The Remarkable Adventures, Schemes Wiles and Devilries of une Maquerelle
being a sequel to The New Epicurean
Sir Toby. — Do'st think that because thou art virtuous, there shall be no more cakes and ale?
Clown. — Yes! by St. Anne, and ginger shall be hot i' the mouth, too!
*Twelfth Night, or What you will.
LONDON, 1743 (Reprinted 1875.)
8vo.; pp. 96; 8 badly done coloured lithographs; title printed in red and black; this is not a "reprint," but an original publication of 1866; price two guineas; issue 500 copies. The author, Edward Sellon, thinking that his manuscript did not contain sufficient matter to form a volume, sent the publisher, W. Dugdale, another tale to make it up, but 'Phoebe Kissagen' being found ample, the second tale was not published; this will however explain the following remark in Dugdale's catalogue: "to which is added, Scenes in the Life of a Young Man, a narrative of amorous exploits" no such scenes are in the volume.
The work has been reprinted; and was issued in January 1876, in small 8vo.; pp. 99; the title printed in black only, and identical in wording, except that the impress becomes: "London, 1743 (Reprinted 1875)." This edition contains the whole of the matter comprised in the original, but some slight alterations have been made. There are no illustrations, although the original stones are still in existence.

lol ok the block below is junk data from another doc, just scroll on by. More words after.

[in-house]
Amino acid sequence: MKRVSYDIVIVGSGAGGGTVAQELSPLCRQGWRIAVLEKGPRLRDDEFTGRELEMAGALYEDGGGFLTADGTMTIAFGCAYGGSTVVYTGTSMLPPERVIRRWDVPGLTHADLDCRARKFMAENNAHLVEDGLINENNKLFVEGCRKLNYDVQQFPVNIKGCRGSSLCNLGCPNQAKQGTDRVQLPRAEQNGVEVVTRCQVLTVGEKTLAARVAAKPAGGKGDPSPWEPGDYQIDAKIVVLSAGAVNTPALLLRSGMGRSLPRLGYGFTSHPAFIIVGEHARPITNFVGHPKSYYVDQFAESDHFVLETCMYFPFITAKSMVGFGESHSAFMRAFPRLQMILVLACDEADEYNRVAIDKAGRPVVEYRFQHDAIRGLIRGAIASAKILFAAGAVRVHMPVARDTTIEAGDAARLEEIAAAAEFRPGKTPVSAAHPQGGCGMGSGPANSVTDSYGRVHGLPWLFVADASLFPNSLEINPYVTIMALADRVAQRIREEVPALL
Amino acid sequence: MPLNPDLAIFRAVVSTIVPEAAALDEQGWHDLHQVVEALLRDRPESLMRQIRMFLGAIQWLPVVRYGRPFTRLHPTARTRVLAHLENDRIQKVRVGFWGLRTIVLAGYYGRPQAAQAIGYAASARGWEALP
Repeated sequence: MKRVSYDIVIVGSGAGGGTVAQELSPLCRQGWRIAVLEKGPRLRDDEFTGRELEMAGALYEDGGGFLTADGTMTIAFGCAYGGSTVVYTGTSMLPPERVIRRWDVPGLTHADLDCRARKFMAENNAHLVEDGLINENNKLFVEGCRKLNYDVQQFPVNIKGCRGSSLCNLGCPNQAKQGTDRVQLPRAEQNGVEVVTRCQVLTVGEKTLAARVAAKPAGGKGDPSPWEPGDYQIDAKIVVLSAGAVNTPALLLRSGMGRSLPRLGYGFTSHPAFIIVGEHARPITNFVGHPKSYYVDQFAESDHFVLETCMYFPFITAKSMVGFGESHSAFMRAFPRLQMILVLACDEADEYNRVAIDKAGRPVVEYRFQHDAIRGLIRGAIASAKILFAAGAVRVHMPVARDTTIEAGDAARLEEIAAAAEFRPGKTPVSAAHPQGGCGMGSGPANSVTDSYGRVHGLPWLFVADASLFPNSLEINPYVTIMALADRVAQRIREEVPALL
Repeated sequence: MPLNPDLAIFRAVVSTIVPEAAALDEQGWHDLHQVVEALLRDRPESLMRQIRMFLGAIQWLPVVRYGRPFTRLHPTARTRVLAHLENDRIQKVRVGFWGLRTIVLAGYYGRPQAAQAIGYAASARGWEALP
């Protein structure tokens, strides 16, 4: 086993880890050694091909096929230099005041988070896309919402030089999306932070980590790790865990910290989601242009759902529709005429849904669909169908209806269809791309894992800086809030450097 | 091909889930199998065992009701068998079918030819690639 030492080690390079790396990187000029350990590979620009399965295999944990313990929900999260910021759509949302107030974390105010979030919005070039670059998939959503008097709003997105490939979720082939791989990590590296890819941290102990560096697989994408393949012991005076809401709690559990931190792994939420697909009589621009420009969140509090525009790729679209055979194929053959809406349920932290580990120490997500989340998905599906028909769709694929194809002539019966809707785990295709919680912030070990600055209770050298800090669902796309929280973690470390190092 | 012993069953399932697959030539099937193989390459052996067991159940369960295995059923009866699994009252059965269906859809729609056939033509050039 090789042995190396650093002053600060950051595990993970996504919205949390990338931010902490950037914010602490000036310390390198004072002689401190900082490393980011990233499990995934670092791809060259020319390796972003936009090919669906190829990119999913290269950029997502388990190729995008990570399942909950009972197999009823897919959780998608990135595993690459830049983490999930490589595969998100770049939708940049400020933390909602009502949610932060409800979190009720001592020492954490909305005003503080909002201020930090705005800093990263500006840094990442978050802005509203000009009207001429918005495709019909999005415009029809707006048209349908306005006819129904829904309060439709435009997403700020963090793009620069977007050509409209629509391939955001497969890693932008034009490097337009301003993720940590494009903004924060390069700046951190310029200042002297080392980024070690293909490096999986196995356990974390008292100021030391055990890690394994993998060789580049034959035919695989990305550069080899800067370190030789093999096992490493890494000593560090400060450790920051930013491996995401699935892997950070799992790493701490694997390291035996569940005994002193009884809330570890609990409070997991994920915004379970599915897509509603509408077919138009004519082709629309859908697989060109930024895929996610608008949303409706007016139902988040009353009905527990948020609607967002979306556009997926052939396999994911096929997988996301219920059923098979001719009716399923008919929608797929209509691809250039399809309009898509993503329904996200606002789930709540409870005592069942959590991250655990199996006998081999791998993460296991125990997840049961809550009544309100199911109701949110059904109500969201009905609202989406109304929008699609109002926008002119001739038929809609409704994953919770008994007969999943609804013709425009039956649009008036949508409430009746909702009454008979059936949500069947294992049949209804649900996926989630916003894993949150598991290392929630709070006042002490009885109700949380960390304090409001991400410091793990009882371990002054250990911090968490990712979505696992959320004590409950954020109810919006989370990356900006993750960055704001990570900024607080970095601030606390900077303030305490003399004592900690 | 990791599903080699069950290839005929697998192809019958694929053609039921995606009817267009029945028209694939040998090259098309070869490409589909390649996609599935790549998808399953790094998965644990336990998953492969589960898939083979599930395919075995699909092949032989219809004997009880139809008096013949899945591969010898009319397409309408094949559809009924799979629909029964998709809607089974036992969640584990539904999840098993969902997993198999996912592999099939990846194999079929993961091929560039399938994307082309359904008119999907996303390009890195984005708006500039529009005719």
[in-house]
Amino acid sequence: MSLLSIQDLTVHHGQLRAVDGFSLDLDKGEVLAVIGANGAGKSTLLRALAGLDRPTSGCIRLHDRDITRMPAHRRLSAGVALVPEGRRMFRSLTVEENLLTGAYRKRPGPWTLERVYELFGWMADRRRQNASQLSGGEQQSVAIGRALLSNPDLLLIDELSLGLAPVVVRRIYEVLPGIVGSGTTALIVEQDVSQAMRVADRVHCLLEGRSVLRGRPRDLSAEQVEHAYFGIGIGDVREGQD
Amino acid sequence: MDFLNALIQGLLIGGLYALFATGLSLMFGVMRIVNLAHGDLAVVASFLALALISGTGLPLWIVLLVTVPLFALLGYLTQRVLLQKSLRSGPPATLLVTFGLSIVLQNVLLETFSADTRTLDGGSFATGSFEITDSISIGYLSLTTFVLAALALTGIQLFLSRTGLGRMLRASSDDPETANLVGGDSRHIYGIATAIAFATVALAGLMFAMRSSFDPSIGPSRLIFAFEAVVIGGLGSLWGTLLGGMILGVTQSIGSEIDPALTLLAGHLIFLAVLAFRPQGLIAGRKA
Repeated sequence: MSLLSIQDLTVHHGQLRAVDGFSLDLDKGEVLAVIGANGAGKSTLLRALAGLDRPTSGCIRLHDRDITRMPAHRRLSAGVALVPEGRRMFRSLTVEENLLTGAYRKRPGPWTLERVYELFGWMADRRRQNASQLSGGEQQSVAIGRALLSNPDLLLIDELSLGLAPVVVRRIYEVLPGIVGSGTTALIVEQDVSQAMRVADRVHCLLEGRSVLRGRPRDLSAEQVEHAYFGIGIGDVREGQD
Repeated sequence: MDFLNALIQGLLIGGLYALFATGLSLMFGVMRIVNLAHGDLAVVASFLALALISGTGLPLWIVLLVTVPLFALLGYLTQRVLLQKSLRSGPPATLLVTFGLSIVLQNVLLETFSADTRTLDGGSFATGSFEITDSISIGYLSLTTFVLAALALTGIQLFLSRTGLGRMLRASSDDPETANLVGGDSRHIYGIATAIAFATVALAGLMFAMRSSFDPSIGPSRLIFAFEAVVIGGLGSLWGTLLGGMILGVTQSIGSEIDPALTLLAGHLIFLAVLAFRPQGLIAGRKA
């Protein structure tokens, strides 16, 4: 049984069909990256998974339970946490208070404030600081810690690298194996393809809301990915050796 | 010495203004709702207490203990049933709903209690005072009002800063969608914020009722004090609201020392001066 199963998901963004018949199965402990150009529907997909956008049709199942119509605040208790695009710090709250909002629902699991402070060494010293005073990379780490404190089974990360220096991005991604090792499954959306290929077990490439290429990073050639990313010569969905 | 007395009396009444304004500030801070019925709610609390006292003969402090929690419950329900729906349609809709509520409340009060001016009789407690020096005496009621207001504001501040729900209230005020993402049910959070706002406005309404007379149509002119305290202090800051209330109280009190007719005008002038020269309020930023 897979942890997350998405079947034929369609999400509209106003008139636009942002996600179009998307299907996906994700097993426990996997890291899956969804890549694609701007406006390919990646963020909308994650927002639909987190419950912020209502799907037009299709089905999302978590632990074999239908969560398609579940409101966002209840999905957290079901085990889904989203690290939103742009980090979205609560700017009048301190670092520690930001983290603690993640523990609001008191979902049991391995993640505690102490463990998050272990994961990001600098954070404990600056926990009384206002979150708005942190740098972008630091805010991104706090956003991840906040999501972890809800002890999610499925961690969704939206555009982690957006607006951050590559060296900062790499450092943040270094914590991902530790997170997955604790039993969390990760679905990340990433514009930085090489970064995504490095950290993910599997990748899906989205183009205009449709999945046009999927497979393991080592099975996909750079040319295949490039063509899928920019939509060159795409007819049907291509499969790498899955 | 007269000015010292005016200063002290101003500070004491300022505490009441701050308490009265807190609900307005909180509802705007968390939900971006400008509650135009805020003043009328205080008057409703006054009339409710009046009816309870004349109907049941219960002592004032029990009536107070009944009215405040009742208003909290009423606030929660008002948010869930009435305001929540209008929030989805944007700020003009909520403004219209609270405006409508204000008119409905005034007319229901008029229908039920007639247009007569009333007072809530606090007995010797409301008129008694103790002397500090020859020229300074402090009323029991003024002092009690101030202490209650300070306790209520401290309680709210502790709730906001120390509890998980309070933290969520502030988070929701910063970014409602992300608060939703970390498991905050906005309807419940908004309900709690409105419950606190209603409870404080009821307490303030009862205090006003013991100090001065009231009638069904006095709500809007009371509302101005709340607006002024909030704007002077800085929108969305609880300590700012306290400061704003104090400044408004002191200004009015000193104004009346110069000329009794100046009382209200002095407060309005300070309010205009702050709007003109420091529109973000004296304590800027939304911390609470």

When Sir Charles passes away suddenly whilst in the throes of passion with his favourite concubine, he leaves her, Phoebe, and her friend Chloe a sizeable sum each which they use to embark on a new life. And what better mode of investment is suited to these to two sirens than to established a house of ill repute in one of the capital's finest districts. Providing a talented bevy of lithe young creatures and with each room equipped with a peep-hole our two proprietors can espie the unconventional comings and spendings of their lustful clientèle.
Witnessing and partaking in all manner of deeds debauched and deviant, from group-menages, to lesbian tribadism, mutual gamahuching a'la soixant neuf, to rear-side ruttings, our hostesses will taste the rich quintessence of high-society salaciousness and reach peaks of orgiastic pleasure.
Written by Edward Sellon, author of The New Ladies Tickler and being a sequel to his incredibly naughty The New Epicurean: The delights of sex, Facetiously and Philosophically Considered, in Graphic Letters Addressed to Young Ladies of Quality.